5. Consider vet tech training. Employees who feel they are prepared for more responsibility on the job may want to think about a vet tech career, which typically requires completion of an associate degree.

Sources:

  • Veterinary Assistant Schools and Training Programs, CityTownInfo.com, Accessed September 2017, https://www.citytowninfo.com/employment/veterinary-assistants
  • Diploma Veterinary Assisting, Ashworth College, Accessed September 2017, https://www.ashworthcollege.edu/career-diplomas/veterinary-assisting/
  • Online Veterinary Assistant School, U.S. Career Institute, Accessed September 2017, https://www.uscareerinstitute.edu/certificates/professional-services/veterinary-assistant
  • Veterinary Assistants, NAVTA, Accessed September 2017, http://www.navta.net/?page=vet_assistants
  • Veterinary Assistants, U.S. Bureau of Labor Statistics, 2016-17 Occupational Outlook Handbook, https://www.bls.gov/ooh/healthcare/veterinary-assistants-and-laboratory-animal-caretakers.htm#tab-1
  • Veterinary Technologists and Technicians, U.S. Bureau of Labor Statistics, 2016-17 Occupational Outlook Handbook, https://www.bls.gov/ooh/healthcare/veterinary-technologists-and-technicians.htm

Veterinary Assistant Skills

Below are the skills needed to be veterinary assistant according to their importance on the scale of 1 to 5 (1 being lowest and 5 being highest) and competency level on a scale of 1 to 7 (1 being lowest and 7 being highest).

   
Skill NameImportanceCompetence
Active Listening3.253.25
Service Orientation3.123
Monitoring3.123.12
Coordination32.75
Complex Problem Solving32.38

Veterinary Assistant Abilities

Below are the abilities needed to be veterinary assistant according to their importance on the scale of 1 to 5 (1 being lowest and 5 being highest) and competency level on a scale of 1 to 7 (1 being lowest and 7 being highest).

   
Ability NameImportanceCompetence
Problem Sensitivity3.383.75
Oral Expression3.253.25
Oral Comprehension3.253.75
Near Vision3.123.12
Deductive Reasoning3.123

Veterinary Assistant Knowledge

Below are the knowledge areas needed to be veterinary assistant according to their importance on the scale of 1 to 5 (1 being lowest and 5 being highest) and competency level on a scale of 1 to 7 (1 being lowest and 7 being highest).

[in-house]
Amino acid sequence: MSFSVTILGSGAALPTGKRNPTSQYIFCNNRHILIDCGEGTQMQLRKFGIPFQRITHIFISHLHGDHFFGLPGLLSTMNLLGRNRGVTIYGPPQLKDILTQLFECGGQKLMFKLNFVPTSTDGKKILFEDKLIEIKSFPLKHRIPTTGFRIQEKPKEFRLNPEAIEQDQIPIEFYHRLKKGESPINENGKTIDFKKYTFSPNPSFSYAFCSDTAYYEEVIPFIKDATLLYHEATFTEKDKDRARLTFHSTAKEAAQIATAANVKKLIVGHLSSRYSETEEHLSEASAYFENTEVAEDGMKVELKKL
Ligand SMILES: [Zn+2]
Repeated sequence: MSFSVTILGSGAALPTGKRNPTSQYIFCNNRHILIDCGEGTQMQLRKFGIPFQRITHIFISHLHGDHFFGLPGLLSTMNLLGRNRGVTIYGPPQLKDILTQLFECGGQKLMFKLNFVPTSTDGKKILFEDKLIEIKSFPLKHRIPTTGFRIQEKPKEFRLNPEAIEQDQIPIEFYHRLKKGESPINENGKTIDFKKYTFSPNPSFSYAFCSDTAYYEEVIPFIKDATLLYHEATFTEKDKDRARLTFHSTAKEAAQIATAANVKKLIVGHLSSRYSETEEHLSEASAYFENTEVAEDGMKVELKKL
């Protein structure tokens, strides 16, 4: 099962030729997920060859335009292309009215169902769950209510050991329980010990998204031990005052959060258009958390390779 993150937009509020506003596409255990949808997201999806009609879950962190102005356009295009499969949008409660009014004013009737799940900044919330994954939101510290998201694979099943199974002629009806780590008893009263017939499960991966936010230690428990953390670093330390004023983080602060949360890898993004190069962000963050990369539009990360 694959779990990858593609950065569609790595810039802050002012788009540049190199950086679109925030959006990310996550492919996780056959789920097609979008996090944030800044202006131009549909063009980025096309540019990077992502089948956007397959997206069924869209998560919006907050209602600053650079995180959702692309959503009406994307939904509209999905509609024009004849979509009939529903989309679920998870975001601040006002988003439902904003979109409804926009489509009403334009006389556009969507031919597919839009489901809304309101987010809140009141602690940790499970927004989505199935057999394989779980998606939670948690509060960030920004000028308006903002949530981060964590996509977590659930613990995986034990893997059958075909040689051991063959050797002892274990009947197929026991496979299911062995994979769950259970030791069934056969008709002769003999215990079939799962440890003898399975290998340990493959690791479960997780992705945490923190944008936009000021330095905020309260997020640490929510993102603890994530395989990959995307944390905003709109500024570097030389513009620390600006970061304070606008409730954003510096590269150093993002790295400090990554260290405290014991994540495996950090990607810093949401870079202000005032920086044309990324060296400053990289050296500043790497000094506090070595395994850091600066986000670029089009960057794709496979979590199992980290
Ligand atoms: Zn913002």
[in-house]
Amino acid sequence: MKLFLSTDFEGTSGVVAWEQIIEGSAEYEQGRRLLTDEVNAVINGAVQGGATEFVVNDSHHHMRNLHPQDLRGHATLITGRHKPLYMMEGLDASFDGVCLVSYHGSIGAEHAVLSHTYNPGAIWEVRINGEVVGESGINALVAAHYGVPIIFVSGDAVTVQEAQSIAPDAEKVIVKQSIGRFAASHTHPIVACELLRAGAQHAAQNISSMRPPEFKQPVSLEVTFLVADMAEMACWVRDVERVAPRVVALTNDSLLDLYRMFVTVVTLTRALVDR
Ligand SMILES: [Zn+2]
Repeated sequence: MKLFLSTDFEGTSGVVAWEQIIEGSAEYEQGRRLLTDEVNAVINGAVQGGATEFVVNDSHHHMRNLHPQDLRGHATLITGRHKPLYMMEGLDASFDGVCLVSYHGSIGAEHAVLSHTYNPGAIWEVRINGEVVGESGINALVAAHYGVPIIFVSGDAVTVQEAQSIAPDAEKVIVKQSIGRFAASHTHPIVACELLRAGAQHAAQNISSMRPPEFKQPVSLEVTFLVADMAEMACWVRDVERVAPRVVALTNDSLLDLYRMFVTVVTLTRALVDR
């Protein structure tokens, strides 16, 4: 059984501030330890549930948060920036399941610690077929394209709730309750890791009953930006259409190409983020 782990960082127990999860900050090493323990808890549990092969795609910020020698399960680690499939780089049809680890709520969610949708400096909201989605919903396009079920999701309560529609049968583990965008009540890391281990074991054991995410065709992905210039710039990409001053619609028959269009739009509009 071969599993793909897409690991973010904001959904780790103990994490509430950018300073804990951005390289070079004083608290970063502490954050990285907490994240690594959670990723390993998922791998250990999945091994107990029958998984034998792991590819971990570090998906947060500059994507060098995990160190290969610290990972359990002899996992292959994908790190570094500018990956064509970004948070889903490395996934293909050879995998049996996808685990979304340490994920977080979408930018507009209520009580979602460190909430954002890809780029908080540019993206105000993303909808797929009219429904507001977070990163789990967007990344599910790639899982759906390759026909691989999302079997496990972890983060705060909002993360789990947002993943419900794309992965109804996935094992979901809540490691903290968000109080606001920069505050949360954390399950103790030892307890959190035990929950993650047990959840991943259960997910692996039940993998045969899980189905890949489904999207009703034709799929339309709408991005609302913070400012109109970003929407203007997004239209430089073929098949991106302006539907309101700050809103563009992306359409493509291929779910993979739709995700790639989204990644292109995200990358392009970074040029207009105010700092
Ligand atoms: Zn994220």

Knowledge AreaImportanceCompetence
Customer and Personal Service4.134.16
Biology3.483.25
English Language3.423.13
Mathematics3.253.02
Sales and Marketing3.032.99

Veterinary Assistant Work activities

Below are the work activities involved in being veterinary assistant according to their importance on the scale of 1 to 5 (1 being lowest and 5 being highest) and competency level on a scale of 1 to 7 (1 being lowest and 5 being highest).

   
Work ActivityImportanceCompetence
Communicating with Supervisors, Peers, or Subordinates4.274.25
Monitor Processes, Materials, or Surroundings4.025.14
Getting Information3.973.69
Documenting/Recording Information3.934.05
Organizing, Planning, and Prioritizing Work3.914.46

Veterinary Assistant Work styles

Below are the work styles involved in being veterinary assistant according to their importance on the scale of 1 to 5 (1 being lowest and 5 being highest).

   
Work StyleImportance
Attention to Detail4.7
Cooperation4.69
Stress Tolerance4.67
Integrity4.65
Initiative4.54

Metro Areas Sorted by Total Employment for
Veterinary Assistant

Listed below are the 10 largest metro areas based on the total number of people employed in Veterinary Assistant jobs , as of 2017

   
Metro AreaTotal EmploymentAnnual Mean Salary
Los Angeles-Long Beach-Anaheim3,900$28,940
Seattle-Tacoma-Bellevue1,800$30,830
San Francisco-Oakland-Hayward1,700$34,790
San Diego-Carlsbad1,460$30,370
Atlanta-Sandy Springs-Roswell1,340$24,820
Phoenix-Mesa-Scottsdale1,340$26,730
Miami-Fort Lauderdale-West Palm Beach1,330$27,330
Dallas-Fort Worth-Arlington1,190$22,960
Houston-The Woodlands-Sugar Land1,160$25,240
Detroit-Warren-Dearborn1,000$25,230

Compare Total Employment & Salaries for Veterinary Assistants

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Total employment and salary for professions similar to veterinary assistants

Source : 2016 Occupational Employment Statistics and 2016-26 Employment Projections, Bureau of Labor Statistics, BLS.gov; O*NET® 22.1 Database, O*NET OnLine, National Center for O*NET Development, Employment & Training Administration, U.S. Department of Labor, onetonline.org

Most Popular Industries for
Veterinary Assistant

These industries represent at least 1% of the total number of people employed in this occupation.

IndustryTotal EmploymentPercentAnnual Median Salary
Professional And Technical Services65,71091%$20,800
Education3,8905%$27,920
Non-profit7501%$22,480
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We have some additional detailed pages at the state level for Veterinary Assistant.

Numbers in parentheses are counts of relevant campus-based schools in the state; online schools may also be available.